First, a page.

North Olympic Peninsula counties to see big increase in federal payments

By:  Jesse Majors
Source: The Peninsula Daily News

Clallam and Jefferson counties will see significant increases in payments in lieu of taxes from the federal government.

Clallam County is seeing a nearly $400,000 increase in payments in lieu of taxes (PILT), marking a 40 percent increase in funding, according to the office of U.S. Sen. Maria Cantwell, D-Mountlake Terrace, while Jefferson County will have a $444,000 increase in funding, a 32 percent increase.

Clallam County Administrator Jim Jones said he has no idea how the federal government calculates PILT payments to jurisdictions, but he has never seen an increase like this — and he’s not complaining.

“It’s a big deal and we all depend on getting that money,” Jones said.

Jefferson County Administrator Philip Morley did not return phone calls and emails asking for comment Thursday.

PILT payments are made by the federal government to compensate local jurisdictions for land that has been taken off the tax rolls by the federal government. Those funds go into the counties’ general funds.

The federal government owns 705,211 acres of land in Jefferson County. In Clallam County, it owns 523,541 acres of land.

“Local governments in rural communities throughout Washington depend on PILT to fund critical services and strengthen the community,” Cantwell said in a written statement. “I will continue working with my colleagues to make sure we provide access to this vital funding that enables communities throughout Washington to plan for the future.”

As the top Democrat on the Senate Energy and Natural Resources Committee, Cantwell wrote a letter to appropriators arguing for the money, and then helped pass an increase in the 2018 PILT funding that was included in the Omnibus Appropriations Act enacted in March of 2018, her office said. Jones said PILT payments always have been related to the number of acres of land the federal government holds in a county, but said it isn’t clear how the payments are actually calculated.

“It’s a great thing, but we have no way to predict it,” Jones said, adding that he has never seen payments decrease.

The formula used to compute payments is based on population, revenue sharing payments and the amount of federal land within a county, according to the Department of Interior. The Trump Administration proposed cutting PILT funding in its draft 2018 budget released last year.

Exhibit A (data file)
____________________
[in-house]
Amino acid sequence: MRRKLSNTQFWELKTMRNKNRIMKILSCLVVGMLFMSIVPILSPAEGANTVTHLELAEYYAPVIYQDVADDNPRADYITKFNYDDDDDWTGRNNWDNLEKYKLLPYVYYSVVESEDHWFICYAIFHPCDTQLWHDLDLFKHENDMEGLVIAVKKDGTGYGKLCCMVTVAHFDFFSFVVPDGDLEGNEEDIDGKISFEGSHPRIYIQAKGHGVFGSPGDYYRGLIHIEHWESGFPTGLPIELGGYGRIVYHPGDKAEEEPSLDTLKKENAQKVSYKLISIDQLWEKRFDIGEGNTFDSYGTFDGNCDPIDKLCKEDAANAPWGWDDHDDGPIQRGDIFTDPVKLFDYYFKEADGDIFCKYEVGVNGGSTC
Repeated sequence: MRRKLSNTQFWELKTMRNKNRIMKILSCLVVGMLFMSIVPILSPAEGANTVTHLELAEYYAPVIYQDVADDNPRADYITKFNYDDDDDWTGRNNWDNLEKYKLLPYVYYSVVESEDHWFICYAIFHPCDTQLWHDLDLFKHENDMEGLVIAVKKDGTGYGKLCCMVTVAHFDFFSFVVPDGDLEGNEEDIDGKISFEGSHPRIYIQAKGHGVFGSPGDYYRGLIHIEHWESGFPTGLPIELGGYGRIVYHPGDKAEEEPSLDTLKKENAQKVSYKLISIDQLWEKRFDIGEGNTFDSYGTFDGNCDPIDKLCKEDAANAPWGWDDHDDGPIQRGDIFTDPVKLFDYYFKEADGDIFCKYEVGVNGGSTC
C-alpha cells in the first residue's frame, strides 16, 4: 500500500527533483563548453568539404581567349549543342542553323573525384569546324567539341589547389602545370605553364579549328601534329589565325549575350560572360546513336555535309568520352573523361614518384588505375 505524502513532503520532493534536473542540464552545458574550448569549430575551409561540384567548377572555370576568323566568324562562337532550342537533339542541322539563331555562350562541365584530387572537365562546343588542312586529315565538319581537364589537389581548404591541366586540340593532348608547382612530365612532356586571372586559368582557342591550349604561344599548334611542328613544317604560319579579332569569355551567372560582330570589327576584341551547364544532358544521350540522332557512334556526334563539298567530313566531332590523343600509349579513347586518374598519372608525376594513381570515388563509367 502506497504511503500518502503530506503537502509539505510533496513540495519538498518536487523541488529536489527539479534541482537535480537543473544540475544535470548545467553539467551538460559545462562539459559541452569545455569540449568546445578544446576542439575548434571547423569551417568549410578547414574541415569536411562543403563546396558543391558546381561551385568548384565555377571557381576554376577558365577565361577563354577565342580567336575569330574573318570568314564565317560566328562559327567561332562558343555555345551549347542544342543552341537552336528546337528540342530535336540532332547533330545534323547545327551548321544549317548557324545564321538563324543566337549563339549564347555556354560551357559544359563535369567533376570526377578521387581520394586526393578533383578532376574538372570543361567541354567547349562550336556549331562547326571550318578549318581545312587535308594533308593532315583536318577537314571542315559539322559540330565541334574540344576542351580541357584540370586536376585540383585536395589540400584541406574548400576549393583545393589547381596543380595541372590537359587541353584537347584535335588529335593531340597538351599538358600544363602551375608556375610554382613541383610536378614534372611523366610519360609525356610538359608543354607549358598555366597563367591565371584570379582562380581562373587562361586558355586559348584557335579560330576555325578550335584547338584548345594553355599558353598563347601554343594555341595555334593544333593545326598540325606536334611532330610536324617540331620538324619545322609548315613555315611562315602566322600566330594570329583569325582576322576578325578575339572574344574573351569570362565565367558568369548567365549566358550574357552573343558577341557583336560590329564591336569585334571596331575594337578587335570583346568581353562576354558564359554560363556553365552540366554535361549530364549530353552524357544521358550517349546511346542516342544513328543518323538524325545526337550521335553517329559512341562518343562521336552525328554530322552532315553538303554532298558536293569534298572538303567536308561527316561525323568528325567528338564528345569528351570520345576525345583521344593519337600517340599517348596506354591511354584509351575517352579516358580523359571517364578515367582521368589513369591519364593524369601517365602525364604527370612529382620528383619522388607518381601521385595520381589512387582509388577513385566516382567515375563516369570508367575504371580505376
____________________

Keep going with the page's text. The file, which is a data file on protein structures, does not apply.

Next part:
Jones said the funding will help the county offset increased costs expected by recent legislation that prohibits Washington state courts from charging legal financial obligations to indigent defendants. Jones predicts that lack of revenue will be about $400,000, close to what the county is receiving from the federal government. He said this shot of unexpected money will help the county get through the year better than expected. The county had budgeted to lose $961,370 — much of which is one-time costs — this year, but Jones said the county is now tracking to lose $675,000. He said the budget was “structurally balanced” originally, meaning ongoing revenues were about equal to ongoing expenses, but the budget had become structurally unbalanced due to the increased court costs. In anticipation of that increase, Jones said the county had opted against some of the one-time expenses it had approved last year. “This whole court thing has thrown us into a loop,” he said. Jones said PILT appears to make up for lost revenues from the courts, but the county is still in a financial bind. After bargaining with the county’s unions, Jones expects the costs there to increase about $1 million a year. He plans to address that further with the Clallam County Board of Commissioners during their meeting Tuesday.

“This is going to be a major issue for the new county administrator and the county commissioners,” he said, adding that Clallam County will have about $11 million in reserves. “It’s not a crisis,” he said. “A lot of counties are in crisis. We’re not.”